In many ways, the Lutheran Church in America began in Philadelphia, almost 300 years ago.  In parts of Philadelphia today, the pure preaching of the Gospel and the right administration of the Sacraments is ancient history, long forgotten.  Philadelphia Lutheran Ministries is striving to change this sad reality.  Just as Paul encouraged outlying congregations in the early Church to support the suffering saints in Jerusalem, it is good for us to take an offering to support the Church in the American mother city of Philadelphia, for there are people there in need of comfort, sinners in need of pardon. 

I pray also that we learn from Philadelphia.  For situations, challenges and opportunities vary from place to place and time to time, but the truth is every community, large or small, is filled with people in need of some kind of comfort, and even more surely is filled with sinners in need of the only true pardon, the “double back for your sins” pardon of Jesus Christ, crucified and resurrected, the only Savior. 

I pray that we learn from Philadelphia for the sake of the people coming to our community, and for ourselves.  For in truth, we are them.  We are sinners, suffering in ways that perhaps seem petty compared to the inner-city homeless, but suffering none the less with problems we cannot overcome, like fighting and anger in our families, as those closest to us pull away and reject each other, problems like depression, and cancer, and chronic pain, problems like substance abuse, and hidden sinful habits that ought not be spoken of, but must, for the sake of salvation.  We are not so open to being helped with our earthly needs, pride and reputation being precious to us.  God grant that we learn to recognize and seize opportunities to help people, to help each other, and to accept needed help.  And even more, God grant us ears to hear, and hearts to believe the Good News, the life-giving news of free forgiveness for sinners, in Christ Jesus our Lord.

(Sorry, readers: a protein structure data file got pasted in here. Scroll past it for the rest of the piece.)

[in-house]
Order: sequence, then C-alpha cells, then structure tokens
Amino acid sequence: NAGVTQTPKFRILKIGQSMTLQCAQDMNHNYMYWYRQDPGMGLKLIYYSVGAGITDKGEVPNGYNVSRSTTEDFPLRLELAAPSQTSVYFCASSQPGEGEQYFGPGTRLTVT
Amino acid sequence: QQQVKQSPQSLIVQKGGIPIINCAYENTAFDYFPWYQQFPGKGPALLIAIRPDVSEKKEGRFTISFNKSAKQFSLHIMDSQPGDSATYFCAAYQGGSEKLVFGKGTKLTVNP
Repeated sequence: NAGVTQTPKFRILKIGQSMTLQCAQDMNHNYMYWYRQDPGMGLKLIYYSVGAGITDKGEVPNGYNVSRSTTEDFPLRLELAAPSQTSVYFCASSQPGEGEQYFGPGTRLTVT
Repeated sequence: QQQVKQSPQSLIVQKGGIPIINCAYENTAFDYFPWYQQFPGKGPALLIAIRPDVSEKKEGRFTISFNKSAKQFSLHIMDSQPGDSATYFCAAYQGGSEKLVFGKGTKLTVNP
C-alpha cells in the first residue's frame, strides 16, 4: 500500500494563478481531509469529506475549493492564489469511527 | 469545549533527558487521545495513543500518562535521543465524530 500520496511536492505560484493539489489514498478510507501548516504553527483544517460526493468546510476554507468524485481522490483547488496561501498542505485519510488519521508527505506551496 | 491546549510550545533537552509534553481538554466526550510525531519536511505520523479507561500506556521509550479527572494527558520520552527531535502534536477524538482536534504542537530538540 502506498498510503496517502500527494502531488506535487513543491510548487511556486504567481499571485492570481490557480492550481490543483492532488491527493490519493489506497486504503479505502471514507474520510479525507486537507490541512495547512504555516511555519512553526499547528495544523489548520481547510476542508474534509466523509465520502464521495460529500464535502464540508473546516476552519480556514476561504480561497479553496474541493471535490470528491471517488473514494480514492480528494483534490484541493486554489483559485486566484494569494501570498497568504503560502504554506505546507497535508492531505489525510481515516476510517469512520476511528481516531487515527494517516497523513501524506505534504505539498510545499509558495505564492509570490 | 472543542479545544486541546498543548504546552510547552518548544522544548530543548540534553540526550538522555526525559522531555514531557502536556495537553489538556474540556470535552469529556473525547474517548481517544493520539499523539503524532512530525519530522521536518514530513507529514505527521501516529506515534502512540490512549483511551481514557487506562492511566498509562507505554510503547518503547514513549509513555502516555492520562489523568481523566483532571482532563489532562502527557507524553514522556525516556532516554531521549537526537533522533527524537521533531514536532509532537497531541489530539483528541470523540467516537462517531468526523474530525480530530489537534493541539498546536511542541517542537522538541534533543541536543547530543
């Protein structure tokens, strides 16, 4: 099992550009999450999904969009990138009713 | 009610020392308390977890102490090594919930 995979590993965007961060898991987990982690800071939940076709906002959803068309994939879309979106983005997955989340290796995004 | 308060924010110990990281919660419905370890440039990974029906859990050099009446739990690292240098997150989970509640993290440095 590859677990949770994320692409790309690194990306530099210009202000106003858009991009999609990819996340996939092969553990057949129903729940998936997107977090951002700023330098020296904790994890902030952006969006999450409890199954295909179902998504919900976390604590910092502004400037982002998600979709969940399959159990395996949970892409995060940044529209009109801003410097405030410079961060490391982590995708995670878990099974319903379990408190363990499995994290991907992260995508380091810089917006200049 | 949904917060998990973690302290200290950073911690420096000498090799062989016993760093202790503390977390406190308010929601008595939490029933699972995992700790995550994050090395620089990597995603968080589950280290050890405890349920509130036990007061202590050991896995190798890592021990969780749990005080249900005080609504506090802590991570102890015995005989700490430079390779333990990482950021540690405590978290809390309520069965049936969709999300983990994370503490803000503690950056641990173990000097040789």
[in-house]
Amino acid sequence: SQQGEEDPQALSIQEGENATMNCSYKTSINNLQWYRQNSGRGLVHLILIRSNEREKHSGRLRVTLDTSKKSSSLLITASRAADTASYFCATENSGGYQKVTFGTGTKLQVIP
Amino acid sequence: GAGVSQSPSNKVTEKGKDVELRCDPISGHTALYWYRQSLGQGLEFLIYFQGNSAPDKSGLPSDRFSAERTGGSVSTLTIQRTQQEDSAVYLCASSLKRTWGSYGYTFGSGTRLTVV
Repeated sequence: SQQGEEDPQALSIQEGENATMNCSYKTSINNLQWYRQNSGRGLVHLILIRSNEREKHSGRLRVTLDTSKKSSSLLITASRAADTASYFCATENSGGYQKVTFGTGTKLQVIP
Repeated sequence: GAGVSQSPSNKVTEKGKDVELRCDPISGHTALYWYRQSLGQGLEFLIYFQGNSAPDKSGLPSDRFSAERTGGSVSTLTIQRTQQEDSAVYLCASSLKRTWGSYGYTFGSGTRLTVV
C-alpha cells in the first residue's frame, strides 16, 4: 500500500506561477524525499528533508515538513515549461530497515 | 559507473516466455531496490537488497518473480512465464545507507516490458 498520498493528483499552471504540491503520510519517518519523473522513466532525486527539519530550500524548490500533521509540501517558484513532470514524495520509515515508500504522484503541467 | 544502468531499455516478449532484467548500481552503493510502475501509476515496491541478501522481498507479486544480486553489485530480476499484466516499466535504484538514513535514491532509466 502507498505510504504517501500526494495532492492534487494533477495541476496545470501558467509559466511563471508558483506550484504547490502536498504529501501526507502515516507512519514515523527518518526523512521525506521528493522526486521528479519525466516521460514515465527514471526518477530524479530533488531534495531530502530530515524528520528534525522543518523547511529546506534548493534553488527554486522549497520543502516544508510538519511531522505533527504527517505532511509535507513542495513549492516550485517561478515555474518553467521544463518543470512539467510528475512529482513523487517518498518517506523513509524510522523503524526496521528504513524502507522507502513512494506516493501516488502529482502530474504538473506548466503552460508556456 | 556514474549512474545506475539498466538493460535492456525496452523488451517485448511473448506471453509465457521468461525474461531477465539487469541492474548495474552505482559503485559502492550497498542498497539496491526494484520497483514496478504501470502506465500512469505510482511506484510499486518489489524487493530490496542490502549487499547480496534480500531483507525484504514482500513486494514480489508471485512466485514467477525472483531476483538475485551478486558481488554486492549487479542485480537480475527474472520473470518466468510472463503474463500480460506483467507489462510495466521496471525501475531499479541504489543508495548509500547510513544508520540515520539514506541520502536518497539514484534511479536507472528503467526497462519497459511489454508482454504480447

Comfort, comfort my people, says your God.  Speak tenderly to Jerusalem, and cry to her that her warfare is ended, that her iniquity is pardoned, that she has received from the Lord's hand double for all her sins. Comfort and joy are yours, through the bountiful mercy and grace of God.  For your many earthly blessings, give thanks to God.  For the opportunity to share, body and soul, in the work God has given Philadelphia Lutheran Ministries, and also to share in the work God has given Trinity Lutheran Church of Sidney, give thanks to God.  And most of all give thanks to God, for He has ended your warfare, He has purchased your pardon, and He is here today, to deliver His joy to you, in Christ Jesus our Lord, the One who came, and will come again, the one who is present to save by the power of His Holy Word, Amen.